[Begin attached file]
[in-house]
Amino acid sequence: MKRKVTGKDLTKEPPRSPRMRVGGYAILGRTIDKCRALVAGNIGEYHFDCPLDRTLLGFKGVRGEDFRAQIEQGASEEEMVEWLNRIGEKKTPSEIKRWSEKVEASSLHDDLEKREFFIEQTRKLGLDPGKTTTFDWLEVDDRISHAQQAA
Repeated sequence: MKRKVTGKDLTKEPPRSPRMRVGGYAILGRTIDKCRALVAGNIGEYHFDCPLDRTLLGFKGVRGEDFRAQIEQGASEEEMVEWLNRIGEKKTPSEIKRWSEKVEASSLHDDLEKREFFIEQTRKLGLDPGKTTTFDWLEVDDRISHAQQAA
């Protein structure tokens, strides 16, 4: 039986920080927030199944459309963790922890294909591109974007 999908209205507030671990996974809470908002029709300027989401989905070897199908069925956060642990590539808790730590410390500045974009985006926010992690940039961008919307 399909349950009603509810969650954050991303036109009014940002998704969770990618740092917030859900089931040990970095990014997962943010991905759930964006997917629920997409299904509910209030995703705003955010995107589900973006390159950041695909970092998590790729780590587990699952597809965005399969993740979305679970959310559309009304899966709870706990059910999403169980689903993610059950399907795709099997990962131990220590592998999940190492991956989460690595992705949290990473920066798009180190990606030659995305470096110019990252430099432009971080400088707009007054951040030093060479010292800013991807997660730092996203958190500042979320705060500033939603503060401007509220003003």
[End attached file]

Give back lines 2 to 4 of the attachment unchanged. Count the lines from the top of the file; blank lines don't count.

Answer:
Amino acid sequence: MKRKVTGKDLTKEPPRSPRMRVGGYAILGRTIDKCRALVAGNIGEYHFDCPLDRTLLGFKGVRGEDFRAQIEQGASEEEMVEWLNRIGEKKTPSEIKRWSEKVEASSLHDDLEKREFFIEQTRKLGLDPGKTTTFDWLEVDDRISHAQQAA
Repeated sequence: MKRKVTGKDLTKEPPRSPRMRVGGYAILGRTIDKCRALVAGNIGEYHFDCPLDRTLLGFKGVRGEDFRAQIEQGASEEEMVEWLNRIGEKKTPSEIKRWSEKVEASSLHDDLEKREFFIEQTRKLGLDPGKTTTFDWLEVDDRISHAQQAA
């Protein structure tokens, strides 16, 4: 039986920080927030199944459309963790922890294909591109974007 999908209205507030671990996974809470908002029709300027989401989905070897199908069925956060642990590539808790730590410390500045974009985006926010992690940039961008919307 399909349950009603509810969650954050991303036109009014940002998704969770990618740092917030859900089931040990970095990014997962943010991905759930964006997917629920997409299904509910209030995703705003955010995107589900973006390159950041695909970092998590790729780590587990699952597809965005399969993740979305679970959310559309009304899966709870706990059910999403169980689903993610059950399907795709099997990962131990220590592998999940190492991956989460690595992705949290990473920066798009180190990606030659995305470096110019990252430099432009971080400088707009007054951040030093060479010292800013991807997660730092996203958190500042979320705060500033939603503060401007509220003003």